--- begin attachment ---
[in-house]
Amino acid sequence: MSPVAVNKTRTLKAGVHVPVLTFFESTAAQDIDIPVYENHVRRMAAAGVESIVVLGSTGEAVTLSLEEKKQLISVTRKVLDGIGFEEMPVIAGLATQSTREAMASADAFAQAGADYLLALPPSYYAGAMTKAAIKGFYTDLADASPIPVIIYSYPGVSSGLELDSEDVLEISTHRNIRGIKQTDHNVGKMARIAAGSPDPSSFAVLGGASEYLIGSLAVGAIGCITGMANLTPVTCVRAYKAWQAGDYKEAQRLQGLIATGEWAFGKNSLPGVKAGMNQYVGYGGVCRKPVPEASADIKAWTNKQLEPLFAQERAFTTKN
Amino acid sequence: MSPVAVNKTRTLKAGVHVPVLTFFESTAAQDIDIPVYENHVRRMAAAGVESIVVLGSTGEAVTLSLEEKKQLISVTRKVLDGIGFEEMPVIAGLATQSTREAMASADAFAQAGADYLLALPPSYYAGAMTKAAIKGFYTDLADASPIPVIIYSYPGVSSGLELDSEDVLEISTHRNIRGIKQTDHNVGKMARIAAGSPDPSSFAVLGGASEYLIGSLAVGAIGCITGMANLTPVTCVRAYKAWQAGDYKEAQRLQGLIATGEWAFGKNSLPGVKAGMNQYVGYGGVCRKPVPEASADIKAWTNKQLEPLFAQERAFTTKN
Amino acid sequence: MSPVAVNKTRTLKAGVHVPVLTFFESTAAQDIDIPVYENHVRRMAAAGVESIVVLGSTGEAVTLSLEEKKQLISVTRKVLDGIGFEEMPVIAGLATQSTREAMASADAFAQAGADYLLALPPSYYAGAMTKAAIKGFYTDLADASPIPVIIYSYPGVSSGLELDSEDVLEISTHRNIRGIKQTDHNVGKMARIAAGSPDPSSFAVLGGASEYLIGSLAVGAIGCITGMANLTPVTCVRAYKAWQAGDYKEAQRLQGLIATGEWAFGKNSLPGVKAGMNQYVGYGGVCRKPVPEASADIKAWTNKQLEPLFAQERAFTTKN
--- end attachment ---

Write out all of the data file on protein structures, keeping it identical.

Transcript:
[in-house]
Amino acid sequence: MSPVAVNKTRTLKAGVHVPVLTFFESTAAQDIDIPVYENHVRRMAAAGVESIVVLGSTGEAVTLSLEEKKQLISVTRKVLDGIGFEEMPVIAGLATQSTREAMASADAFAQAGADYLLALPPSYYAGAMTKAAIKGFYTDLADASPIPVIIYSYPGVSSGLELDSEDVLEISTHRNIRGIKQTDHNVGKMARIAAGSPDPSSFAVLGGASEYLIGSLAVGAIGCITGMANLTPVTCVRAYKAWQAGDYKEAQRLQGLIATGEWAFGKNSLPGVKAGMNQYVGYGGVCRKPVPEASADIKAWTNKQLEPLFAQERAFTTKN
Amino acid sequence: MSPVAVNKTRTLKAGVHVPVLTFFESTAAQDIDIPVYENHVRRMAAAGVESIVVLGSTGEAVTLSLEEKKQLISVTRKVLDGIGFEEMPVIAGLATQSTREAMASADAFAQAGADYLLALPPSYYAGAMTKAAIKGFYTDLADASPIPVIIYSYPGVSSGLELDSEDVLEISTHRNIRGIKQTDHNVGKMARIAAGSPDPSSFAVLGGASEYLIGSLAVGAIGCITGMANLTPVTCVRAYKAWQAGDYKEAQRLQGLIATGEWAFGKNSLPGVKAGMNQYVGYGGVCRKPVPEASADIKAWTNKQLEPLFAQERAFTTKN
Amino acid sequence: MSPVAVNKTRTLKAGVHVPVLTFFESTAAQDIDIPVYENHVRRMAAAGVESIVVLGSTGEAVTLSLEEKKQLISVTRKVLDGIGFEEMPVIAGLATQSTREAMASADAFAQAGADYLLALPPSYYAGAMTKAAIKGFYTDLADASPIPVIIYSYPGVSSGLELDSEDVLEISTHRNIRGIKQTDHNVGKMARIAAGSPDPSSFAVLGGASEYLIGSLAVGAIGCITGMANLTPVTCVRAYKAWQAGDYKEAQRLQGLIATGEWAFGKNSLPGVKAGMNQYVGYGGVCRKPVPEASADIKAWTNKQLEPLFAQERAFTTKN